Home  »  Volume XII: English THE ROMANTIC REVIVAL The Nineteenth Century, I  »  § 11. Newman’s Apologia pro vita sua

The Cambridge History of English and American Literature in 18 Volumes (1907–21).
Volume XII. The Romantic Revival.

XII. The Oxford Movement

§ 11. Newman’s Apologia pro vita sua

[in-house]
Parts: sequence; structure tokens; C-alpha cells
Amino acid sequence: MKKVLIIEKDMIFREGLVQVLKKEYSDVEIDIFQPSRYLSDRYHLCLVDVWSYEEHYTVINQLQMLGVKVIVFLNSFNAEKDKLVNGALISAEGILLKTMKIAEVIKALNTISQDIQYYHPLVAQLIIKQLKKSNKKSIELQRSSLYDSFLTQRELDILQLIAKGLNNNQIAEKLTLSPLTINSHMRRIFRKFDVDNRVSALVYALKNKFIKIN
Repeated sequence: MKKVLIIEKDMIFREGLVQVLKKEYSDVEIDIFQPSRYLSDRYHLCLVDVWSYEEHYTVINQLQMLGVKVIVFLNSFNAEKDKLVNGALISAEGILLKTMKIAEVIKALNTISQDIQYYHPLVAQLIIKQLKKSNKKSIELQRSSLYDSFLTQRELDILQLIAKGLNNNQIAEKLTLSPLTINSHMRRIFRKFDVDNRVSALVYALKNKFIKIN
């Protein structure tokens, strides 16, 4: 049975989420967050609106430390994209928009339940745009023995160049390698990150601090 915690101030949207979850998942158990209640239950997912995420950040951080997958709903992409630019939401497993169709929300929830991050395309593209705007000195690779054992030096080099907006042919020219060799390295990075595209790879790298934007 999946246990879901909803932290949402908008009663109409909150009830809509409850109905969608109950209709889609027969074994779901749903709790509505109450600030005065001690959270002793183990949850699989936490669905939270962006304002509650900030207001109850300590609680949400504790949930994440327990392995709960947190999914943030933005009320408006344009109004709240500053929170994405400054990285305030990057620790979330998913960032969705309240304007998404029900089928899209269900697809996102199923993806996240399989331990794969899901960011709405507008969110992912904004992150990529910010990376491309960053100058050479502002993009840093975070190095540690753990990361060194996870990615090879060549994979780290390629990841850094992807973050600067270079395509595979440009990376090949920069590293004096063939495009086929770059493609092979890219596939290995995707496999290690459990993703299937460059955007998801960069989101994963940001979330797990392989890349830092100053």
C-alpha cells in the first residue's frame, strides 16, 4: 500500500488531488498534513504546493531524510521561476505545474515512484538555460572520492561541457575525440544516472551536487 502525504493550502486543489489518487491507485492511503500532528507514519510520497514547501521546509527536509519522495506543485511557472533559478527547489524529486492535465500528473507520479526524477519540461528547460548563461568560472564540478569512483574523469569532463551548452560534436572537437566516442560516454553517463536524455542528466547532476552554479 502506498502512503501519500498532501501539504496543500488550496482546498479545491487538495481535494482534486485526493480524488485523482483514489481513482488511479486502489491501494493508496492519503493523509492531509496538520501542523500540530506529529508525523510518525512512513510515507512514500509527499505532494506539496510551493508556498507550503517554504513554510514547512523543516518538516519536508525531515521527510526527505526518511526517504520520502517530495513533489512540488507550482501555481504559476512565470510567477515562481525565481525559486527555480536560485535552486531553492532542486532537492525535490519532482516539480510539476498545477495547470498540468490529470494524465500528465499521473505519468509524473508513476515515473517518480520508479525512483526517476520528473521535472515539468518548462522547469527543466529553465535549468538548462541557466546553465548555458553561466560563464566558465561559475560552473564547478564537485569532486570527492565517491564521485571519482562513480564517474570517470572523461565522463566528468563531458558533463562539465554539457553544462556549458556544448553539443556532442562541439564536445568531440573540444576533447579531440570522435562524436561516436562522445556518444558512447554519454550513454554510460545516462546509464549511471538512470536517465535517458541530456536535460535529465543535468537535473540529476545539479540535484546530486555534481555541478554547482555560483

With all the genius of the poet and the preacher, with all the severity and simplicity of the Oxford school which he led, Newman was yet, to the fingertips, and to the end of his life, an artist, and an incomparable master of his art. Hardly yet can his literary be severed from his personal and religious influence; but already two, at least, of his works have come to be ranked among the classics. His Apologia pro vita sua was written in 1864 in answer to an offensive and unprovoked slander from Charles Kingsley. An accusation that truth for its own sake had never been a virtue with the Roman catholic clergy was supplemented by a gratuitous mention of Newman, and, for this, the only substantiation offered was a reference to a sermon delivered when the preacher was still ministering in the English church. Newman showed that the sermon contained no words that could possibly express such a meaning. Kingsley, the most honest and fearless of men, yet would not make an honest withdrawal, and Newman, with just relentlessness, exposed him to the derision of the world. The exposure was completed by an intimate account of the mental history of the man who had been maligned. Between April and June, Newman put out an Apologia, in seven parts, which should vindicate himself and show his countrymen what manner of man he was. “False ideas may be refuted by argument, but by true ideas alone are they expelled. I will vanquish,” he said, “not my accuser, but my judges.” And this he did in a wonderful way. He sat down and wrote day and night—his fingers, as he said, walking nearly twenty miles a day—just as he felt, thought and remembered, often weeping as he wrote, but triumphantly achieving such a record as few men have ever made, so sincere, so thorough, or so convincing. From the day when his Apologia was published, Newman won a place in the heart of his countrymen of whatever religion or whatever politics, which he never lost till he passed away nearly fifty years later in an honoured old age. The supreme merit of his Apologia, no doubt, is its directness. Every page seems as if it were rather spoken than written. It has the merits of a letter rather than of a book. It seems to represent without omission or concealment the whole mind of the writer. And yet it is a piece of finished art, not conscious but inevitable, because the writer had become, half—perhaps altogether—unwittingly, a supreme artist. He could not write in any other way than as an artist: his art had become to him a second nature. Thus, then, when the English of his Apologia is recommended as a model, and as characteristic of its age and the tractarian movement, it must be remembered that its simplicity is largely the result of a long and strenuous mental discipline acting upon a singularly brilliant and sensitive spirit. Newman writes as nature looks; but it is not given to others, in untaught simplicity, to write as he wrote. The training ground of his Apologia was the long series of sermons, delivered week by week, saint’s day by saint’s day, at St. Mary’s, Oxford. Their simplicity seems even more certain than that of the personal vindication which followed them after twenty years. Their English is simple, clear and refreshing as pure water; answering to every changing thought of the speaker’s mind. The thought is as limpid as the language. There had been nothing like them in the English pulpit: the nearest approach was bishop Wilson, yet in him still lingered the savour of the old divines who, undoubtedly, said what they meant, yet relished it as it was said. Newman never seems to taste what he is saying, nor to write with any look backward at himself: he only speaks straight home. Yet all this would have been impossible, his unique and wonderful style would not have been created, if he had not been both a student and a musician and had not, almost all his life long, written thrice over everything that he intended to preserve. The ancient classics, the fathers in their solemn searching severity, the unearthly music of the violin—these taught him the mastery of language and to know when he had mastered it to express every vibration of his thought. Of his teachers in English literature, only two were prominent, Southey, whom he “worshipped,” and Crabbe, from whom he unconsciously learnt more than any other master, in power to register, remember and reproduce a single impression in singleminded words. And, ever at the background, a spirit which dominates but finds no complete expression which frail humanity can grasp, is the majestic infinity which sounds in the symphonies of Beethoven. In his later sermons, especially in Sermons for Mixed Congregations (1850), his style was much more ornate, his eloquence less restrained, with an extraordinary vividness of description and appeal. He became more rhetorical, more obviously aiming at effect, with less of English reticence and with a vehemence more Italian or French.